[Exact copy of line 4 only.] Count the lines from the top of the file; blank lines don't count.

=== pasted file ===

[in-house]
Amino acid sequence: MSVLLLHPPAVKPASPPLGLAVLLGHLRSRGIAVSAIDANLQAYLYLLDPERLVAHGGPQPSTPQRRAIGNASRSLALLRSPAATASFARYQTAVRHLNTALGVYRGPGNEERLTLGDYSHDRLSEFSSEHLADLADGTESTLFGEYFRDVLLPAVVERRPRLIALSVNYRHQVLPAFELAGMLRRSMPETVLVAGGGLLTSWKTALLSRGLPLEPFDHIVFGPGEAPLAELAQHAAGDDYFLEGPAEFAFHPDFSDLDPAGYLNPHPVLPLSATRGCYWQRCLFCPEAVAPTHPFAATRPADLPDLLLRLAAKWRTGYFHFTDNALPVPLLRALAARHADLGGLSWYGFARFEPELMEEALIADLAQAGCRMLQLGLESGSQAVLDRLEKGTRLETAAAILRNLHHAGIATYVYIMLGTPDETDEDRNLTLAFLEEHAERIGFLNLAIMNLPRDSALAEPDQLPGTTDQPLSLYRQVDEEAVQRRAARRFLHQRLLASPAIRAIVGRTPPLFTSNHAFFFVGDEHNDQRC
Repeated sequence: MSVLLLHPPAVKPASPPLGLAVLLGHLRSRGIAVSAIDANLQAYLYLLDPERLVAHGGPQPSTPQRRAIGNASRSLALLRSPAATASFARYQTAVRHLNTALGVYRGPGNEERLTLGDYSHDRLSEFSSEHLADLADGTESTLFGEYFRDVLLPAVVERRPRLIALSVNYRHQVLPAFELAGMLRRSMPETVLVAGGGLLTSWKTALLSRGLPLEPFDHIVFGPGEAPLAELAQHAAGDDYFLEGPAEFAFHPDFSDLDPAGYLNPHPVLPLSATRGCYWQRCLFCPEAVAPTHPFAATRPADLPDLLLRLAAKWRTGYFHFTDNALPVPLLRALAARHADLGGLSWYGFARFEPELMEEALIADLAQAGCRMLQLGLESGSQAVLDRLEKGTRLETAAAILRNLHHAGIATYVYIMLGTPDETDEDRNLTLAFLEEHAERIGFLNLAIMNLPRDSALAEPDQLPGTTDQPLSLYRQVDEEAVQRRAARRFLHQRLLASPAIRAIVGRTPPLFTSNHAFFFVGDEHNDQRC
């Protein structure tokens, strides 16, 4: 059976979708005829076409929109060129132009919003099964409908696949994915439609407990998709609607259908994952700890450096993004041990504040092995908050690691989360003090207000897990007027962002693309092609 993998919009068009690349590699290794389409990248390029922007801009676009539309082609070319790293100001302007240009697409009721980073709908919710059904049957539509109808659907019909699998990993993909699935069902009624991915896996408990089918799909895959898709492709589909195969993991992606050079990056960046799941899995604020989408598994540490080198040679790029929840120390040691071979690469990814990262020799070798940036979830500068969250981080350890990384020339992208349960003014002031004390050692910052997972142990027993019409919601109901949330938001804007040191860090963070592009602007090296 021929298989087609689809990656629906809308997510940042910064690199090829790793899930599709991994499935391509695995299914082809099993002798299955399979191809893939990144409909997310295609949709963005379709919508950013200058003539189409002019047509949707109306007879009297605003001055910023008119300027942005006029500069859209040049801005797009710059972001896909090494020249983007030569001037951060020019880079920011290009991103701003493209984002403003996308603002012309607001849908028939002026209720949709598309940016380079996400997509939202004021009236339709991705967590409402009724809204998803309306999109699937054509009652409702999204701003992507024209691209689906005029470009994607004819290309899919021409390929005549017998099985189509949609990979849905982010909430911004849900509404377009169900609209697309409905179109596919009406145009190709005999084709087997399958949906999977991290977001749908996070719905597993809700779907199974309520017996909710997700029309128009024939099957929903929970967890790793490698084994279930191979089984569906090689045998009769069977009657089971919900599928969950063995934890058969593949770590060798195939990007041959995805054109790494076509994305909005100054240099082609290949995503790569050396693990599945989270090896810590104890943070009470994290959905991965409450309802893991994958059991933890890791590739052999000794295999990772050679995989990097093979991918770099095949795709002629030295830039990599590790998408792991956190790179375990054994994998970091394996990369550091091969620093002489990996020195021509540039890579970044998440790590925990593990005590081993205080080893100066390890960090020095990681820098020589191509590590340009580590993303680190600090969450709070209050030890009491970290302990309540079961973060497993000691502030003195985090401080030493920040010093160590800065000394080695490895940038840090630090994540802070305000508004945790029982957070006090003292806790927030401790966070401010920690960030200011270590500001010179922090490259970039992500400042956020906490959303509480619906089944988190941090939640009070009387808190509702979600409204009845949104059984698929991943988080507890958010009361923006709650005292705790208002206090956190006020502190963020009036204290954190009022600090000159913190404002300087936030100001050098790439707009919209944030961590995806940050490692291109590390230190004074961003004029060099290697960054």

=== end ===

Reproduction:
């Protein structure tokens, strides 16, 4: 059976979708005829076409929109060129132009919003099964409908696949994915439609407990998709609607259908994952700890450096993004041990504040092995908050690691989360003090207000897990007027962002693309092609 993998919009068009690349590699290794389409990248390029922007801009676009539309082609070319790293100001302007240009697409009721980073709908919710059904049957539509109808659907019909699998990993993909699935069902009624991915896996408990089918799909895959898709492709589909195969993991992606050079990056960046799941899995604020989408598994540490080198040679790029929840120390040691071979690469990814990262020799070798940036979830500068969250981080350890990384020339992208349960003014002031004390050692910052997972142990027993019409919601109901949330938001804007040191860090963070592009602007090296 021929298989087609689809990656629906809308997510940042910064690199090829790793899930599709991994499935391509695995299914082809099993002798299955399979191809893939990144409909997310295609949709963005379709919508950013200058003539189409002019047509949707109306007879009297605003001055910023008119300027942005006029500069859209040049801005797009710059972001896909090494020249983007030569001037951060020019880079920011290009991103701003493209984002403003996308603002012309607001849908028939002026209720949709598309940016380079996400997509939202004021009236339709991705967590409402009724809204998803309306999109699937054509009652409702999204701003992507024209691209689906005029470009994607004819290309899919021409390929005549017998099985189509949609990979849905982010909430911004849900509404377009169900609209697309409905179109596919009406145009190709005999084709087997399958949906999977991290977001749908996070719905597993809700779907199974309520017996909710997700029309128009024939099957929903929970967890790793490698084994279930191979089984569906090689045998009769069977009657089971919900599928969950063995934890058969593949770590060798195939990007041959995805054109790494076509994305909005100054240099082609290949995503790569050396693990599945989270090896810590104890943070009470994290959905991965409450309802893991994958059991933890890791590739052999000794295999990772050679995989990097093979991918770099095949795709002629030295830039990599590790998408792991956190790179375990054994994998970091394996990369550091091969620093002489990996020195021509540039890579970044998440790590925990593990005590081993205080080893100066390890960090020095990681820098020589191509590590340009580590993303680190600090969450709070209050030890009491970290302990309540079961973060497993000691502030003195985090401080030493920040010093160590800065000394080695490895940038840090630090994540802070305000508004945790029982957070006090003292806790927030401790966070401010920690960030200011270590500001010179922090490259970039992500400042956020906490959303509480619906089944988190941090939640009070009387808190509702979600409204009845949104059984698929991943988080507890958010009361923006709650005292705790208002206090956190006020502190963020009036204290954190009022600090000159913190404002300087936030100001050098790439707009919209944030961590995806940050490692291109590390230190004074961003004029060099290697960054």